ON December 23, 2006, more than 200 people gathered in Shimla, Himachal Pradesh, to protest the government's inaction regarding crop depredation by wildlife, especially monkeys, in the state. Simultaneously, 48 such meetings were held in the state, in which about 9,000 farmers participated. The Himachal Gyan Vigyan Samiti (hgvs), a Shimla-based organisation, which has been working on the issue for the past year, was instrumental in organising the protest. Though the government acknowledges the problem and earlier, in March 2006, the state assembly too had discussed the issue, no concrete steps have been taken.
The government says monkeys in the state increased from 60,000 in 1964 to 317,000 in 2004. Export of monkeys for research was banned in 1978 and their number has shot up since. In 2004, 3,000 monkeys were relocated from Shimla, the Kalka-Shimla highway and Rampur.Reportedly, they were released in nearby areas and farmers believe the monkeys that raid their villages come from this batch of animals. "In a city they can shut the doors. How does one lock a field?" asks O P Bhuraita, state convenor of the environment sub-committee of hgvs.
A committee chaired by S M Mohnot, chairperson, Primate Research Centre, Jodhpur, looked into the matter. "This population is definitely explosive for a small state like Himachal...The observations and fears on monkey menace are thus natural and not exaggerated," says its December 2005 report, which was ignored.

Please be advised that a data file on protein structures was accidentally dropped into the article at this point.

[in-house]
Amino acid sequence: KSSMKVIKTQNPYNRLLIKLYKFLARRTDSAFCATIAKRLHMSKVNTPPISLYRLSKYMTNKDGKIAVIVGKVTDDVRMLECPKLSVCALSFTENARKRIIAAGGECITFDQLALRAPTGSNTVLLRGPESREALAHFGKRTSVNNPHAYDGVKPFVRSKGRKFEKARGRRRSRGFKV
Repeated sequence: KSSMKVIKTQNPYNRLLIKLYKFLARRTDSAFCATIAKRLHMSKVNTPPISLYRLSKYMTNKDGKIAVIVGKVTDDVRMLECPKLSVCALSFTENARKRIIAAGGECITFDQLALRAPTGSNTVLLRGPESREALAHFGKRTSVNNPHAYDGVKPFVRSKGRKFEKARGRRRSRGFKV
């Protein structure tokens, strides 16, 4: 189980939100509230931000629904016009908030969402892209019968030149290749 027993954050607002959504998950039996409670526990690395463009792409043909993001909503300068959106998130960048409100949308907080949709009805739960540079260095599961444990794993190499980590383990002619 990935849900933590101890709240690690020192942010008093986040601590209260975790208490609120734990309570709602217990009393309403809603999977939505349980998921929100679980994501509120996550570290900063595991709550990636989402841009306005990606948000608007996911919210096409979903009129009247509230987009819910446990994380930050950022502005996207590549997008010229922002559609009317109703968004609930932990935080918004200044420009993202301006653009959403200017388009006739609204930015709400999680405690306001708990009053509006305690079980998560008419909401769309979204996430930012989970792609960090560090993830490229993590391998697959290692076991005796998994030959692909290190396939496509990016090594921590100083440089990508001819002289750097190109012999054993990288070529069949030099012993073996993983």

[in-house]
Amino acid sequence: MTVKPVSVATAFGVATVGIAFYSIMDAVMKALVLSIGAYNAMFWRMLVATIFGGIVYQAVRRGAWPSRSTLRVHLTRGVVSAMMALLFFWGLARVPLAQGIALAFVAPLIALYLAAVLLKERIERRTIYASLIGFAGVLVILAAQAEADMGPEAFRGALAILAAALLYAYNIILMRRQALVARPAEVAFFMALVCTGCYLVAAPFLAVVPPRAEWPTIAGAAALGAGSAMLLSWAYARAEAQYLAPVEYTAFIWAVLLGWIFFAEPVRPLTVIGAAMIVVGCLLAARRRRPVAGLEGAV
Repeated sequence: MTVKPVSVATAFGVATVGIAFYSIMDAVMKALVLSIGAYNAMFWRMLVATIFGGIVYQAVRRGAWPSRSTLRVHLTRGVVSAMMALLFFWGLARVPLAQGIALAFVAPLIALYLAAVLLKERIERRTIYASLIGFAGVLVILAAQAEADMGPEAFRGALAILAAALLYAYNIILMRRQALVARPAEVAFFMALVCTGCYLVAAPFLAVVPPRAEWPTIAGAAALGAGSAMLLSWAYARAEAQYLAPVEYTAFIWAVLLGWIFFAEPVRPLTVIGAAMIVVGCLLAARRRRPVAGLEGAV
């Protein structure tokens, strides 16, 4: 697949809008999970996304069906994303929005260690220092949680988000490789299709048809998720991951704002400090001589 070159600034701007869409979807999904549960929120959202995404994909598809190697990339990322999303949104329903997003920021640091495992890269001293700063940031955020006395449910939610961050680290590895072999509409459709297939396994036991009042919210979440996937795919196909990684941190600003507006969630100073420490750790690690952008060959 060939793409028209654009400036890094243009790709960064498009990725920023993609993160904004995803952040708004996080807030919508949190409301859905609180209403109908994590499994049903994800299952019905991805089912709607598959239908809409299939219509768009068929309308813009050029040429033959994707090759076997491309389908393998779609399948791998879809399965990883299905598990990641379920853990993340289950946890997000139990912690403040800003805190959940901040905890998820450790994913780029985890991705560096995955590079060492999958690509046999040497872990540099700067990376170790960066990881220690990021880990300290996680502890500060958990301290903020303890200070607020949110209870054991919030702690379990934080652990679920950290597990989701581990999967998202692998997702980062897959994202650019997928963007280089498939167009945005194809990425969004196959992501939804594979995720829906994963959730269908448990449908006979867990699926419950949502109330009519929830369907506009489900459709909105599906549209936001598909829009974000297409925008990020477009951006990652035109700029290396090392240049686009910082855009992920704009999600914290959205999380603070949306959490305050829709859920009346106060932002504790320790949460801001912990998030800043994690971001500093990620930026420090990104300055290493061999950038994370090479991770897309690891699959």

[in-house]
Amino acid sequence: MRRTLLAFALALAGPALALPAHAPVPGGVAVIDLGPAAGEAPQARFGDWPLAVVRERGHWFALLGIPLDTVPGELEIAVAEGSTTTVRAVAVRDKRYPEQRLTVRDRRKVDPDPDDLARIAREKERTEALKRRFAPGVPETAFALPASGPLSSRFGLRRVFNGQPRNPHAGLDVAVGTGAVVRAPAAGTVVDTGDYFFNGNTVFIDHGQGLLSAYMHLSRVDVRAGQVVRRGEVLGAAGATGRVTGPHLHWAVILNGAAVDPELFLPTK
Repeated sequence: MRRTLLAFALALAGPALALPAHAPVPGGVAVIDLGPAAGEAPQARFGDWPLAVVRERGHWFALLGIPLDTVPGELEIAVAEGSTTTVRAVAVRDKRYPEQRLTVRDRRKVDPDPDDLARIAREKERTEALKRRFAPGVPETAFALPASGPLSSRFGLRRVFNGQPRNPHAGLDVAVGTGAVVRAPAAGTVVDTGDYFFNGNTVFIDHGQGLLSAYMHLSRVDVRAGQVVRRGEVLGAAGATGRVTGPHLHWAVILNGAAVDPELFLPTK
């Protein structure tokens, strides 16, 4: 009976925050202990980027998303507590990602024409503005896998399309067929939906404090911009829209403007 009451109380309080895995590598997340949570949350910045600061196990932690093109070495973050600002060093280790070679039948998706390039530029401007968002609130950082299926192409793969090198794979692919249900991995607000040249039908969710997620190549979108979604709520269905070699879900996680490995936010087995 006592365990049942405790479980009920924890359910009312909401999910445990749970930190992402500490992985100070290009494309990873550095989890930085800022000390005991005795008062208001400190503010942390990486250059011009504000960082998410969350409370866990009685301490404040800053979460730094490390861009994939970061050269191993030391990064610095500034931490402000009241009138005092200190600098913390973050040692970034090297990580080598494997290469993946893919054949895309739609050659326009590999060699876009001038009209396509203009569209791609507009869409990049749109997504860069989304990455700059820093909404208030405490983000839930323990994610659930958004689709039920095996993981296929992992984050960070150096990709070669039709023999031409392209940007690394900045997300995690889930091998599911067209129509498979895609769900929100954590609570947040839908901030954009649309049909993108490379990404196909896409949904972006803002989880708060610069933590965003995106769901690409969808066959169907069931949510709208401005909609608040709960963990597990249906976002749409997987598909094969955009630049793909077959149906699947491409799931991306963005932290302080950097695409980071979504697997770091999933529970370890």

In all this talk of monkeys, other animals like wild boars, porcupines, rabbits, sambhars, blue bulls, peafowls and jungle fowls, which also damage crops, tend to go unnoticed.
And the costs
Of the state's 3,243 panchayats, 2,301 have been affected by crop depredation. hgvs estimates a total loss of about Rs 325-375 crore per annum. "In Himachal, 85 per cent of the land holdings are small or marginal, resources are limited and dependency on land is very high. About 70 per cent of the population is dependent on agriculture," says Sanjay Chauhan, president of Himachal Kisan Sabha, a farmers' body.
Dhari village is a case in point. Though well connected by road to Shimla, and blessed with ample water and fertile land, some 95 per cent of the villagers have abandoned their fields. The ones remaining get only about 40 per cent of the yield they used to get. Kuldip Singh Tanwar, a former forest official and president of hgvs explains, "most of the farms are close to nullahs which are far from the villages and difficult to guard." The nullahs, sources for water, also attract the animals.
No solution in sight
Culling of monkeys is the obvious solution. "(But) it is not practical to expect the forest department to cull the simian population on its own. For over two months we have requested the farmers to come forward and identify pockets for a pilot project but they are yet to react," says Vinay Tandon, chief wildlife warden and additional principal conservator of forests (wildlife) of the state.
Bhuraita calls this a stopgap arrangement. "We have neither the expertise nor the means to do this," he says. A cartridge costs up to Rs 250 and very few farmers possess guns. Also, the permission of the divisional forest officer was needed before culling. To make culling simpler, the Wildlife (Protection) Act, 1972, needs to be amended, says hgvs. "There is a law for the 'protection' of wildlife. We need one for its management," says Bhuraita.
Sterilisation, another option, is a long-term solution but expensive.Though the government has a sterilisation plan, experts believe any change in population will be evident only after 7-8 years. "Feeding of animals has to be stopped and garbage dumps better managed," believes Tandon.
With assembly elections impending, the issue is gaining political momentum. "Let them come for votes, we will not support politicians till our livelihood is secure," says Sunita Devi from Pujarli panchayat .
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